It seems like the business community must repeatedly relearn this truth: That People and Profits go together. It’s not one or the other. It’s not Profits over People, as critics of Wall Street claim the financial community embodies. Likewise, only focusing on People, without determining how people will generate Profits does not work either.
Some recent corporate news reported in the Wall Street Journal illustrates just how important this link is between People and Profits.
- On April 11, in its Midday Report, the Journal reported that, “McDonald’s Tells Franchises ‘Service Is Broken'”. Customer surveys revealed that the top customer complaint is about rude or unprofessional employees. And 20% of complaints are about employee friendliness. In fact, McDonald’s ranks near the bottom of QSR Magazine’s annual study of service at fast-food chains.
McDonald’s reported that customers value good service almost as much as low prices! The Journal asks “Why does McDonald’s have these problems?” (It thereby claims not to know why, but does note that: “employee turnover is very high”! Hmmm?)
The story concludes with the observation that: “Despite these problems, McDonald’s is doing plenty of things well. It continues to remodel its restaurants and roll out new menu items. Also, earnings in the fourth-quarter beat expectations.”
If I were a shareholder of McDonald’s, however, that profit information and those “plenty of things” it is doing right would not make up for the bad customer survey results and employee turnover rate. In fact, in my experience, the quality of relationships with customers and employees are a far better leading indicator of future of financial results than merely current profits (or remodeled restaurants and new menu items).
- On April 15, the Journal reported in a story titled “Penny Wounded by Deep Staff Cuts” that in implementing the strategy of the recent JC Penny CEO Ron Johnson, the company dropped from about 150,000 employees to around 116,000 – a whopping 23% cut in the work force! There were so many people fired that they were told in groups rather than individually. The strategy, by the way, eliminated JC Penny’s house brands, one of which, St. John’s Bay, accounted for one billion in sales revenue. So, the Journal observed, that the huge drop in employment leaves the new (actually returning) CEO, Myron “Mike” Ullman, facing “a huge deficit in morale.” (One can only imagine how great that “deficit” is!)
While we have financial numbers to measure the decline in sales revenue, it’s another matter to measure the financial impact of decimated morale. Has JC Penny reduced employee productivity by 30%, 50% – or perhaps even more? And what will the returning CEO do to rebuild trust, loyalty and enthusiasm of JC Penny’s staff? We’ll see. Whatever he does, it will take time, both to show up in employee morale surveys and probably even longer to show up in financial results.
- Remember the heady days when executive pay (i.e., bonuses) was tied entirely to financial results? (Well, I realize that is still largely true of financial firms.)
That was also a time (in the 1990’s especially) when “re-engineering” was the prevalent management tool/fad. (For those who have forgotten or weren’t around then, re-engineering was a process for redesigning business organizations with the aim of cutting out unnecessary jobs – and thus reducing the work force.) While showing an immediate gain in profitability, thereby generating bonuses to the executives who cut back staff, it also did considerable damage to the human side of companies, which eventually showed up later in the financial numbers (after the executive bonuses had been paid out).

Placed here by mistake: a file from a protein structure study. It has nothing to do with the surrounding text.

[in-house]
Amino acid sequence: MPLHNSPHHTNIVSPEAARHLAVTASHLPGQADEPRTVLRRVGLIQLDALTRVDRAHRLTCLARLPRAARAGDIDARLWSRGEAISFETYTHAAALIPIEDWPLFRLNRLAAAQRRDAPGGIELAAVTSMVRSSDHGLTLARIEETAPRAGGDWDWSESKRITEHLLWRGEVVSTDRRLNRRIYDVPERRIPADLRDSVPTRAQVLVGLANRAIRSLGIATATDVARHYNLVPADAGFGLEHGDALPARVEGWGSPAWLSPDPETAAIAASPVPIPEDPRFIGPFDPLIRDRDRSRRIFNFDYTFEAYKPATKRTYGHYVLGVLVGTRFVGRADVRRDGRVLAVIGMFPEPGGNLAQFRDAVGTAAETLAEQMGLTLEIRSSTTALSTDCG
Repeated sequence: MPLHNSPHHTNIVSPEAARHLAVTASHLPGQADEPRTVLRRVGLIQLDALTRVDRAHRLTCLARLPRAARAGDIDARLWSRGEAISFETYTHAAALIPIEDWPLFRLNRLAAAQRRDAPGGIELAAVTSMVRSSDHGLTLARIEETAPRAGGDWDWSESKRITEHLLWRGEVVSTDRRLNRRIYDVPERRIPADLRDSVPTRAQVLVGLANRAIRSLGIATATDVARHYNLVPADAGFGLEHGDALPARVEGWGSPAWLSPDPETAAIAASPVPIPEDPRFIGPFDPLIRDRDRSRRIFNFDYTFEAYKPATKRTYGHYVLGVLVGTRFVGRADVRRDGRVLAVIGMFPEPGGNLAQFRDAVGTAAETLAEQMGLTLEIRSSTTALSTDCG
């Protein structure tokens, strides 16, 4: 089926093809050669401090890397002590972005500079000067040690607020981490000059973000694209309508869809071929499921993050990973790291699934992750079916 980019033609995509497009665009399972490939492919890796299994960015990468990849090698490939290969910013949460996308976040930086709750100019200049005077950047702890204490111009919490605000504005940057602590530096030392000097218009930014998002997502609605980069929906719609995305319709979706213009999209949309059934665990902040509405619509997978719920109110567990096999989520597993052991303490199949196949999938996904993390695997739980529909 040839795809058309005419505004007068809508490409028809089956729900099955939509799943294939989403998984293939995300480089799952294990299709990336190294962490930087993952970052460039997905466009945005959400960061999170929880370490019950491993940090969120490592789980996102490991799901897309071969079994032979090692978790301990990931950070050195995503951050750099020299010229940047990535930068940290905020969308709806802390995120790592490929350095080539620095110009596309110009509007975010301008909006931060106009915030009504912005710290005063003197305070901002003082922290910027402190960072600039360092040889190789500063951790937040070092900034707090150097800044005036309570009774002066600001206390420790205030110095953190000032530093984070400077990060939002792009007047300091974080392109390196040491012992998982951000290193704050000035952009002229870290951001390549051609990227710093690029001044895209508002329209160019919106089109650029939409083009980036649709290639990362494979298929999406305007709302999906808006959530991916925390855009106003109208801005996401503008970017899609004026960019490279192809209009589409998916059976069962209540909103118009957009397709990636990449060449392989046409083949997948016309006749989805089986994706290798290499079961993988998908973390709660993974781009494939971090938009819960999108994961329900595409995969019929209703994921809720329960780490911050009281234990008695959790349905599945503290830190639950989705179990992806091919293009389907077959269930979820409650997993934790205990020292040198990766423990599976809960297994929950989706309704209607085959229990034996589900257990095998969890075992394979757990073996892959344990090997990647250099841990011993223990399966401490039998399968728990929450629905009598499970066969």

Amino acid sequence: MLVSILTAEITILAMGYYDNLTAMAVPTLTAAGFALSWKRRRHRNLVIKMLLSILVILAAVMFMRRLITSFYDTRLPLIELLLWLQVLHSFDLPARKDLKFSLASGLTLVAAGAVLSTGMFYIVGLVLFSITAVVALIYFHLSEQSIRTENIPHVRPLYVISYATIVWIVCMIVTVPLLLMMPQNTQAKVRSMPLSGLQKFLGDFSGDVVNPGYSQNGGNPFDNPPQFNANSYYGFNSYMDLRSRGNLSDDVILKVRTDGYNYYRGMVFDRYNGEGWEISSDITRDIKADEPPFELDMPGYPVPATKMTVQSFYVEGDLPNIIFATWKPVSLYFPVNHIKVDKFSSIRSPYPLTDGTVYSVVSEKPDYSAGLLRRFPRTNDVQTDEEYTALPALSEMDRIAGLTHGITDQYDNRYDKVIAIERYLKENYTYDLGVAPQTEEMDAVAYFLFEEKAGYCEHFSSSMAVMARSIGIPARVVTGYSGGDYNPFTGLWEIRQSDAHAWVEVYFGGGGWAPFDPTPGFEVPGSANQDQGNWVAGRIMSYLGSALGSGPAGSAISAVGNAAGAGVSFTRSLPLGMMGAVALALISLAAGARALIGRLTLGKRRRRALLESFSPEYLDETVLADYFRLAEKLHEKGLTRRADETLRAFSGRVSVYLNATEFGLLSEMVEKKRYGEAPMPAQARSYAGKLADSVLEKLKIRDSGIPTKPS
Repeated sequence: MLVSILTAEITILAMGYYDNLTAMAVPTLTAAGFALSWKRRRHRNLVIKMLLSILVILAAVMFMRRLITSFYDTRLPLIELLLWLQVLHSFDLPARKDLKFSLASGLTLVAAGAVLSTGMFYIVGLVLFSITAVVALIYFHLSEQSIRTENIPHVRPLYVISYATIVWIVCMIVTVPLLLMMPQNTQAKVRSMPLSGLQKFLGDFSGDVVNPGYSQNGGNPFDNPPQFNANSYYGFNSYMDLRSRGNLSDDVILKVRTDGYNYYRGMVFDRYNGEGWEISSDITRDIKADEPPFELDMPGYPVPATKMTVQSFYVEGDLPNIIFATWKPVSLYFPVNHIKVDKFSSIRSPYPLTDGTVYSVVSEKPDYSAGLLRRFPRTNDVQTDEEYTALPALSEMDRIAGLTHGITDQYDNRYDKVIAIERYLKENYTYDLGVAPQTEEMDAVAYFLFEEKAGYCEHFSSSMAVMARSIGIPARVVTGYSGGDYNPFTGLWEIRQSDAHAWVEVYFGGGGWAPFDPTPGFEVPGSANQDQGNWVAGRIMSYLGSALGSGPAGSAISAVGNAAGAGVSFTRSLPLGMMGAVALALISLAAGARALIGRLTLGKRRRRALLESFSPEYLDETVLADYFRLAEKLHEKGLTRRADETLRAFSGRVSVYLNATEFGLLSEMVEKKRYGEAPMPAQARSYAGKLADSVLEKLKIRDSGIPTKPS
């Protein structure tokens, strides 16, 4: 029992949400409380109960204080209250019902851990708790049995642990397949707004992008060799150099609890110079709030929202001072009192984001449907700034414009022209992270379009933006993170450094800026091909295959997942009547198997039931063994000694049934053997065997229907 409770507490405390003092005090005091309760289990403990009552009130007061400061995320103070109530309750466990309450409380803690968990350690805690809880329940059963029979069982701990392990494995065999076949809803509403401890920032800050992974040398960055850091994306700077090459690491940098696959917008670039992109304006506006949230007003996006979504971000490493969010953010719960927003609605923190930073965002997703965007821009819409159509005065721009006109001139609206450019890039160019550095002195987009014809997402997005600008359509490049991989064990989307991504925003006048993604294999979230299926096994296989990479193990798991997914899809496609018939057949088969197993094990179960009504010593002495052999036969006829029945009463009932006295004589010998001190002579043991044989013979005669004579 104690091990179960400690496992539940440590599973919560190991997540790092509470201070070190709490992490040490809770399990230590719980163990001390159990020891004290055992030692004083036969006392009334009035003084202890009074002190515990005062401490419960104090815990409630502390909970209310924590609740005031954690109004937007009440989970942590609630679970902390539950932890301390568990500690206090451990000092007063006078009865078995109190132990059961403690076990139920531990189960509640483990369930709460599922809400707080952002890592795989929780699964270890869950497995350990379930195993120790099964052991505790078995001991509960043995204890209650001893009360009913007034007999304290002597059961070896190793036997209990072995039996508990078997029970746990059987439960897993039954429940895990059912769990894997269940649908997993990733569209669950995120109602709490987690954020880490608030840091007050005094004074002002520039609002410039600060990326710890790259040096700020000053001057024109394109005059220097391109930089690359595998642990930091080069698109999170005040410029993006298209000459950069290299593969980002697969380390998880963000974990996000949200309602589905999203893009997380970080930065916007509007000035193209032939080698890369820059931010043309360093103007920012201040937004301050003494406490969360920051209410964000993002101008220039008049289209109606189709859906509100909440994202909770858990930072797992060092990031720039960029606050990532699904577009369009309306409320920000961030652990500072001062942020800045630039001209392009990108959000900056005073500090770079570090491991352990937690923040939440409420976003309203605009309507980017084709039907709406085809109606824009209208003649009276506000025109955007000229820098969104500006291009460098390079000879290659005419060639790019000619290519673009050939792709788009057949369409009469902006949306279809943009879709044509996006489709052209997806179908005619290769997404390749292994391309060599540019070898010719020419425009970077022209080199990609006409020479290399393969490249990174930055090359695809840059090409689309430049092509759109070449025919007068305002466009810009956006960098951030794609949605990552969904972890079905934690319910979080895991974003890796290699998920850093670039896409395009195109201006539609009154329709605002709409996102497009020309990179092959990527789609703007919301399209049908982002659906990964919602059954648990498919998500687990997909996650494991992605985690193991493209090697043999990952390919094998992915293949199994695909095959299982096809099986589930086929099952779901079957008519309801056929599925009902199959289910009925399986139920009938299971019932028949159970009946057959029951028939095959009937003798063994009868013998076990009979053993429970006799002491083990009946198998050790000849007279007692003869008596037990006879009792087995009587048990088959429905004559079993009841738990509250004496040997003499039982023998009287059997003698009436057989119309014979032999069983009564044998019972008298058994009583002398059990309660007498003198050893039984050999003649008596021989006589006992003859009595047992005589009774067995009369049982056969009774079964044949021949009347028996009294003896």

(Italics mine in the following paragraphs.)
On April 23, the Journal reported that “Wal-Mart Will Tie Executive Pay to Compliance Overhaul“. I include this because it’s important to see whether executive pay is entirely tied to profits or whether there are other company goals whose achievement are being rewarded financially. The Journal wrote: “Wal-Mart Stores Inc. plans to base some executive compensation this year on whether the retailer successfully overhauls its compliance operations, a process it began last year amid a federal investigation into bribery allegations in Mexico…”
“Currently,” the article continues, “Wal-Mart’s executive compensation is based on financial measures, including sales, operating income, and return on investment.” So far, this sounds pretty typical, but in continuing on, the Journal quoted from the company’s proxy statement: “a portion of executive compensation is also subject to satisfying the company’s workplace-diversity goals, such as placing ‘diverse candidates in specified positions’.”
Okay, so the company is now setting executive compensation in part on non-financial goals – 1) avoiding bribery and other compliance issues; and 2) achieving workplace diversity. All well and good – a step in the right direction most observers would say. But what about goals having to do with employee morale? If there is ever any dimension that relates directly to future productivity and profitability, morale would seem to be a leading candidate.
In all three of the recent examples above, what we see are reminders about the true driver of company success – the health and spirit of the human component. In NOBLE ENTERPRISE, I wrote about how the people side fuels success, and how to energize people to create better business performance. The book includes an inspiring example of one company and CEO who raised morale from the bottom of 500 companies surveyed by the Hay Group to the top – and raised the value of the company several-fold in just three years. I was honored when the book was chosen last year as a “Top 40 Business Book” by John Spence, a leading consultant and executive educator. (See his complete list.)
To learn more about NOBLE ENTERPRISE, click here.